A new report says agriculture and agricultural sciences are poised to drive economic growth and job creation to new heights, fueled by research and Extension support of land-grant universities like Iowa State University (ISU).

The report, “Power and Promise: Agbioscience in the North Central United States,” was prepared for 12 north-central land-grant universities, including ISU, by Batelle, a Columbus, OH, research and development group. Agbiosciences spur widespread innovations, technologies and solutions to real-world needs in food security, human health, economic development and environmental sustainability.

World-class university-based agricultural experiment stations and Extension Services, along with the north-central regions’ record of agricultural productivity, are critical assets, according to Wendy Wintersteen, dean of the College of Agriculture and Life Sciences at Iowa State.

“The report makes it abundantly clear that land-grant universities are core institutions to address national and global needs in agricultural productivity, food security, human health and environmental quality,” she says.

Iowa Secretary of Agriculture Bill Northey says: “This report confirms what I have been seeing around the state, that agriculture and agricultural sciences are a key economic driver in Iowa. It is vital that we have the education system in place so that we have the employees equipped to take advantage of the opportunities available.”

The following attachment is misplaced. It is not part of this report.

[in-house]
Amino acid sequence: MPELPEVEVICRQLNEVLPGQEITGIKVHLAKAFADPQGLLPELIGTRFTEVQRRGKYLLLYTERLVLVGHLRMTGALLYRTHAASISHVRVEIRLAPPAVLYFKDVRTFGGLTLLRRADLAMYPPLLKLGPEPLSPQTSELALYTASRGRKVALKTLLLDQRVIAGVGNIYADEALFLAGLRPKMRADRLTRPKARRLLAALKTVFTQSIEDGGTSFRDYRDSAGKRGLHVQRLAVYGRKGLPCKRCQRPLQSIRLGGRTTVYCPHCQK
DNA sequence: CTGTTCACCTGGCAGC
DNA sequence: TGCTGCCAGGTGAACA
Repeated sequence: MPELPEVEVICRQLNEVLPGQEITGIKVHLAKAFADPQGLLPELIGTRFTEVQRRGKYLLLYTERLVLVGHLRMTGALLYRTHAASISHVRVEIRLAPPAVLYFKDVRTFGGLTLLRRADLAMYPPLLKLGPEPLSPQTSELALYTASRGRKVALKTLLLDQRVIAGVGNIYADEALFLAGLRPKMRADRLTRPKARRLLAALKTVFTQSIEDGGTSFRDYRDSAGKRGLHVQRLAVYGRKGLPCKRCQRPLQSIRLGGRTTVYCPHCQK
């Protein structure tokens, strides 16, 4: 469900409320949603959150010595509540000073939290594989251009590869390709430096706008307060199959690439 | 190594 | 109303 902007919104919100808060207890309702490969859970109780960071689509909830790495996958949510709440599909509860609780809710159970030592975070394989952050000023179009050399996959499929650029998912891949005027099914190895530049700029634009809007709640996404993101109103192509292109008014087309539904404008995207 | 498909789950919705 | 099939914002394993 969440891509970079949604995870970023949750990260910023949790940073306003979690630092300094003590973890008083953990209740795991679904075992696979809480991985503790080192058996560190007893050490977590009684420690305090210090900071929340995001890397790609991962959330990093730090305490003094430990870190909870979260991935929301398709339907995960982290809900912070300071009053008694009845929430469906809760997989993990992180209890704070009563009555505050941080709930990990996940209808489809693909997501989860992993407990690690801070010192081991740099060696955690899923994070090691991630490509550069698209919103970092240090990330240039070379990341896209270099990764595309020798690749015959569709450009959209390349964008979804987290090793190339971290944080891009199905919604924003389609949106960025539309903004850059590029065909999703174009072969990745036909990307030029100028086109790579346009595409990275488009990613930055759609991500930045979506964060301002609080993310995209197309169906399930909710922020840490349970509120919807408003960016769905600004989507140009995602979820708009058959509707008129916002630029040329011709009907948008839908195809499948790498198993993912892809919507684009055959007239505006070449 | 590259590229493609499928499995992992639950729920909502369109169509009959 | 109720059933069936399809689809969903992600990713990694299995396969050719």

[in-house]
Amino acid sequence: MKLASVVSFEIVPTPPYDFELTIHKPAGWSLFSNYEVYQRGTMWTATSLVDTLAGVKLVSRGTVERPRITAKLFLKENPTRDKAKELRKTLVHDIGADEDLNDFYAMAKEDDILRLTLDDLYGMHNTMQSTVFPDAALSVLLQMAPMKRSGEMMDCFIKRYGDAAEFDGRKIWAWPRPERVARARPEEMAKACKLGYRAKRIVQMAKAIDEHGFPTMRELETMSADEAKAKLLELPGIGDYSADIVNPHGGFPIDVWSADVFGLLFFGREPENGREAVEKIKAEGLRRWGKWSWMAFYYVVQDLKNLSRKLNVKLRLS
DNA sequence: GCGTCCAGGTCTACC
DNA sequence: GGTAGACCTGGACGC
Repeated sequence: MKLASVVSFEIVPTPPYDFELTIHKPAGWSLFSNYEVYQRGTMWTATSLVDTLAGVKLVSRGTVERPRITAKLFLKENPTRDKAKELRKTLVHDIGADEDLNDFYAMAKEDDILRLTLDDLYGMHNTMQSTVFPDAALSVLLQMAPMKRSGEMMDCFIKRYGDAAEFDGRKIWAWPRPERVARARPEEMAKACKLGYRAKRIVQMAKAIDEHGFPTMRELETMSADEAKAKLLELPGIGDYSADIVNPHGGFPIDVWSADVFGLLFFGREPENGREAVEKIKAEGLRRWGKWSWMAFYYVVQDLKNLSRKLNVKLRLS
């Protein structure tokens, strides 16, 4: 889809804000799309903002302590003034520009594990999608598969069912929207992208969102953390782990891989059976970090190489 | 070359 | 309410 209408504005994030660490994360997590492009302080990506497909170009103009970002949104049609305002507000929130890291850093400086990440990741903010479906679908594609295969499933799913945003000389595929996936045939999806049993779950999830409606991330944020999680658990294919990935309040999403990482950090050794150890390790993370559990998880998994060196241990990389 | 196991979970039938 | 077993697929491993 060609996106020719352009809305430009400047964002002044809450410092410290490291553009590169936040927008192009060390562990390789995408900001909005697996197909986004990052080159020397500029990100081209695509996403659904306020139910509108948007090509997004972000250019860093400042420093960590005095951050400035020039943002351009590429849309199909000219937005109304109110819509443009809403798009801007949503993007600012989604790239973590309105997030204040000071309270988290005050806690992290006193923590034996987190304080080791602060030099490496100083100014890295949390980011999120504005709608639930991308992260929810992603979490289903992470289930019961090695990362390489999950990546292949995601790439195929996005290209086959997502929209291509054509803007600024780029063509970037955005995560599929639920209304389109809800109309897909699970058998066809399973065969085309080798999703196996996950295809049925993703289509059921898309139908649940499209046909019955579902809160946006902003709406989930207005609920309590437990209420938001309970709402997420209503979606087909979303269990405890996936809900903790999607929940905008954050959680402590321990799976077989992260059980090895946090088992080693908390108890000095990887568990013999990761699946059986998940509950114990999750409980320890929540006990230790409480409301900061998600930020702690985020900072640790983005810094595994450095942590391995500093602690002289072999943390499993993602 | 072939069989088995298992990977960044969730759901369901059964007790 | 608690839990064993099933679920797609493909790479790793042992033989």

The 12 states of the north-central region comprise 21% of the nation’s land mass, but represent:

  • Forty-five percent of the nation’s agricultural exports (Iowa is second nationally in agricultural exports, valued at more than $7 billion);
  • Eighty percent of U.S. soybean and feedgrain production;
  • Forty-five percent of U.S. livestock exports;
  • Ten of the top 25 U.S. food manufacturers;
  • Ninety percent of the nation’s ethanol production; and
  • Several of the world’s largest seed companies and agricultural equipment manufacturers.

The economic development opportunities are immense, Wintersteen says.

“The issues addressed by agricultural sciences are strategic to the nation,” she says. “That’s why the report emphasizes expanded support for agbioscience research and Extension at national and state levels. In challenging budget times, funding support is critical to maintaining and expanding U.S. leadership in agriculture and agricultural sciences.”

The “Power and Promise: Agbioscience in the North Central United States” full report and executive summary can be found at http://nccea.org/documents/powerandpromiseweb.pdf

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